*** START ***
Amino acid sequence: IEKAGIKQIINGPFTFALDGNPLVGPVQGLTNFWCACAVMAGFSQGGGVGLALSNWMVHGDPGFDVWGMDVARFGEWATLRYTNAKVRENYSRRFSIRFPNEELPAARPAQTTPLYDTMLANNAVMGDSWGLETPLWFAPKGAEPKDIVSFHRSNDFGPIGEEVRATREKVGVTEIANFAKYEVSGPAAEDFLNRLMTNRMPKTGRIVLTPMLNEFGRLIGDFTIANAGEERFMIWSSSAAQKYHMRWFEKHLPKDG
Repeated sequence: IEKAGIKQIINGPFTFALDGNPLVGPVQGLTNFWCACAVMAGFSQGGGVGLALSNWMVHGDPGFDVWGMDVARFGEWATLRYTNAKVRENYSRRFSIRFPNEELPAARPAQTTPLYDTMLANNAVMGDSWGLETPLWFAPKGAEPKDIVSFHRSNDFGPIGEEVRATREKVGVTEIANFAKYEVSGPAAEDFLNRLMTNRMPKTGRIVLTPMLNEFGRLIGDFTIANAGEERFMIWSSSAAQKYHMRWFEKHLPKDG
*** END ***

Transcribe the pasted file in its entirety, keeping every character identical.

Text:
Amino acid sequence: IEKAGIKQIINGPFTFALDGNPLVGPVQGLTNFWCACAVMAGFSQGGGVGLALSNWMVHGDPGFDVWGMDVARFGEWATLRYTNAKVRENYSRRFSIRFPNEELPAARPAQTTPLYDTMLANNAVMGDSWGLETPLWFAPKGAEPKDIVSFHRSNDFGPIGEEVRATREKVGVTEIANFAKYEVSGPAAEDFLNRLMTNRMPKTGRIVLTPMLNEFGRLIGDFTIANAGEERFMIWSSSAAQKYHMRWFEKHLPKDG
Repeated sequence: IEKAGIKQIINGPFTFALDGNPLVGPVQGLTNFWCACAVMAGFSQGGGVGLALSNWMVHGDPGFDVWGMDVARFGEWATLRYTNAKVRENYSRRFSIRFPNEELPAARPAQTTPLYDTMLANNAVMGDSWGLETPLWFAPKGAEPKDIVSFHRSNDFGPIGEEVRATREKVGVTEIANFAKYEVSGPAAEDFLNRLMTNRMPKTGRIVLTPMLNEFGRLIGDFTIANAGEERFMIWSSSAAQKYHMRWFEKHLPKDG